In re C.L.O., No. 11-FS-898 (Decided April 12, 2012) This new case from the D.C. Court of Appeals addresses an unwed, noncustodial father’s challenge to the adoption of his child.  Available at: Youths Arrested for D.C. Robberies Up for 4th Straight Year (Washington Examiner) Arrests of youths for robberies in the District were up 17 percent.  Available at: Families Race to Adopt Before Tax Credit Ends (Reuters) The credit is set to expire on December 31, 2012.  Available at: Breaking Down Barriers so Foster Kids can Find a Family ( Making adoption more accessible for same-sex couples.  Available at: Parents Wrongly Accused of Child Abuse Struggle to Get Kids Back (The Daily Beast) More due process and cause is needed before taking children away from their parents for alleged neglect.  Available at:
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Categories: Criminal Defense.

DC Alimony; maintenance of spouse and minor children/enforcement; residence requirements:

As the titles give away, this blog addresses and expands on these intricate and generally hard battled-over elements of a divorce and separation action: DC Alimony:  Upon issuance of a divorce decree or order of legal separation, the court when “just and proper” may enter an order for payment of alimony as well.  The order may be indefinite or for a certain designated period dictated by the relevant facts and circumstances.  In short, the court will determine the amount and the duration of payment of alimony.  The order may be nunc pro tunc to the date of filing of the action. The court will consider all the “relevant factors necessary for a fair and equitable award” including but not limited to items listed below: 1) Financial abilities of the party seeking alimony and whether the party can be self supportive wholly or partially; 2) How long would the party seeking alimony would need to become self sufficient through further education or training; 3) The standard of living parties are accustomed to; 4) Duration of marriage; 5) Causes to and circumstances leading to separation; 6) Age and physical and mental health of the parties; 7) The ability of the paying party to meet and maintain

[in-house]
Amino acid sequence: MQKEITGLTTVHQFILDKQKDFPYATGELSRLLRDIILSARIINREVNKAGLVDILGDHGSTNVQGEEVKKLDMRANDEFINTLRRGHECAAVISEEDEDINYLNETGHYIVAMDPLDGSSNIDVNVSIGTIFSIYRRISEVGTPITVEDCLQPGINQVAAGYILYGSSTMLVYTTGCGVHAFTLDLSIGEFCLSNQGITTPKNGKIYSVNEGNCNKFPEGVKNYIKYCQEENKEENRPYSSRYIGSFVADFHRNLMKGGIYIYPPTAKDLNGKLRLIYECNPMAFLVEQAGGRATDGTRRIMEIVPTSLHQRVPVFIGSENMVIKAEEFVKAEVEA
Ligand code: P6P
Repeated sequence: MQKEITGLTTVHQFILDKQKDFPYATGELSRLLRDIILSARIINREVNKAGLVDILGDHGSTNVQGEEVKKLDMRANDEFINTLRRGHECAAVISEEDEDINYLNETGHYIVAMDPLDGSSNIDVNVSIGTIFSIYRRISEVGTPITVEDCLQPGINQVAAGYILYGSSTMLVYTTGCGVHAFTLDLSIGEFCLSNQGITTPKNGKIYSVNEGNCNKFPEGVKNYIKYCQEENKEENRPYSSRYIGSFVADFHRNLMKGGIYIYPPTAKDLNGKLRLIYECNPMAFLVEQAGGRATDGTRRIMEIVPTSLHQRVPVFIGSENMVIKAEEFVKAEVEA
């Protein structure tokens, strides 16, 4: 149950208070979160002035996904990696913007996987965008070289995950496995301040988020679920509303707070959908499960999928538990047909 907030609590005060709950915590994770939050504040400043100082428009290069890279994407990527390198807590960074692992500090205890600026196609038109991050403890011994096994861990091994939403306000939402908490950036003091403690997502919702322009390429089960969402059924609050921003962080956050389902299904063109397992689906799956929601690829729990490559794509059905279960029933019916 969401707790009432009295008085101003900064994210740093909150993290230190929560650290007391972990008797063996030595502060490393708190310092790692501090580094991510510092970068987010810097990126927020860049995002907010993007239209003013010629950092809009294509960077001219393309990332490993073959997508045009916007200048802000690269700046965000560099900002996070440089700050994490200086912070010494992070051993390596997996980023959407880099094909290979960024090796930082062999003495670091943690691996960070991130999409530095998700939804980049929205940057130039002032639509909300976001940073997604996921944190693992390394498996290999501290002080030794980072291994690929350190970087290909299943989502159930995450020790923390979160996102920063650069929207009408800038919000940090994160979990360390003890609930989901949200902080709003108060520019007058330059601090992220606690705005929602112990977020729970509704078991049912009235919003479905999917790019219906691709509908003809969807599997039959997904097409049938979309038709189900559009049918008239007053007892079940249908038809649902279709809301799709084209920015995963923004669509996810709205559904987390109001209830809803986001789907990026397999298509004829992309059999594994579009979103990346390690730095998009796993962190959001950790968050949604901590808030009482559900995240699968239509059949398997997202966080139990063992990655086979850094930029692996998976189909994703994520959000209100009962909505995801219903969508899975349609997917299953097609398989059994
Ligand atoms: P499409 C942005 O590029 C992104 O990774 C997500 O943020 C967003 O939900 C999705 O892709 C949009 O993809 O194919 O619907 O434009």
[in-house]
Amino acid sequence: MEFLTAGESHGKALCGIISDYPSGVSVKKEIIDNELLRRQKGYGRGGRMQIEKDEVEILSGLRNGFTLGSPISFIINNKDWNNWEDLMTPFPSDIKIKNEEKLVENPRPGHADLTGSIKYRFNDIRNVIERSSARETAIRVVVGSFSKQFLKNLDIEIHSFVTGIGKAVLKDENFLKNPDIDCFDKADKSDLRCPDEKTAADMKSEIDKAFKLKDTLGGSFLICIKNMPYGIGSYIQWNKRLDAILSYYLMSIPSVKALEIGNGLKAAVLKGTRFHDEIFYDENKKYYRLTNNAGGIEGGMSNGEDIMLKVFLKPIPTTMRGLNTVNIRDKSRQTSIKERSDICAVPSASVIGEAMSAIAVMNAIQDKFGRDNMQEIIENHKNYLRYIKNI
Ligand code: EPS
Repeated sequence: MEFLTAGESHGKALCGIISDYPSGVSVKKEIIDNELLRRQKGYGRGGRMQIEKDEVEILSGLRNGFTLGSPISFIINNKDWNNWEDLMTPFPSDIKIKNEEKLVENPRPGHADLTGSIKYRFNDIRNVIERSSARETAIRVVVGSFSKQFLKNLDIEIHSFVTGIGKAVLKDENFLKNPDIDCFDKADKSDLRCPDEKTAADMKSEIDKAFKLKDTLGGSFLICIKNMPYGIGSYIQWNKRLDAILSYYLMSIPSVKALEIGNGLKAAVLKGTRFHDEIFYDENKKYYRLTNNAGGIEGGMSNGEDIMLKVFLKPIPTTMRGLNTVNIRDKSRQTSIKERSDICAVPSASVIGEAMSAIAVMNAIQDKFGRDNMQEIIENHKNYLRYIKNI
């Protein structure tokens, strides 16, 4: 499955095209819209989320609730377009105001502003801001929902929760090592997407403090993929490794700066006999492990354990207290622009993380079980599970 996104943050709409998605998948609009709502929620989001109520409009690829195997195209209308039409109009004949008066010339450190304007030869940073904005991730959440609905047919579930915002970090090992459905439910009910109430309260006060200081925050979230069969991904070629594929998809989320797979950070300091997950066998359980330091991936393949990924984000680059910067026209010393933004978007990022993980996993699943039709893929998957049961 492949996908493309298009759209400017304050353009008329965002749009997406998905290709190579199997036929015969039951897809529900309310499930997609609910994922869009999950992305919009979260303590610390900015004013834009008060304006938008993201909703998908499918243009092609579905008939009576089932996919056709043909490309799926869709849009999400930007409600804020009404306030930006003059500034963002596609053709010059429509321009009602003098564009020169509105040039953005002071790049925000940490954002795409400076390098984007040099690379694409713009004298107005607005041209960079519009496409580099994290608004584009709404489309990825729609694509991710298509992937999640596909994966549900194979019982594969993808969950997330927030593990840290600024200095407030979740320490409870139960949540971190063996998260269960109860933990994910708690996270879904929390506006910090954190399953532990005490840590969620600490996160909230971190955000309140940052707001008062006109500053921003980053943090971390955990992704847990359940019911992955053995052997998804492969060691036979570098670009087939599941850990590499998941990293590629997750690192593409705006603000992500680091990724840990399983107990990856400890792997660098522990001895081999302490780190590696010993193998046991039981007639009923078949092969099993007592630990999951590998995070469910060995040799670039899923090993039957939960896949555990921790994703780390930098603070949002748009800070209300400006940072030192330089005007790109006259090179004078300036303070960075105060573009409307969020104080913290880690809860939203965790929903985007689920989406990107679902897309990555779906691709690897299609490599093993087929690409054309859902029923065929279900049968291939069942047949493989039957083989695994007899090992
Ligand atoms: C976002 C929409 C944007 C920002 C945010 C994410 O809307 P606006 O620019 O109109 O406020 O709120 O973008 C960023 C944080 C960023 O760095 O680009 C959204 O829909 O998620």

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Categories: Family Law.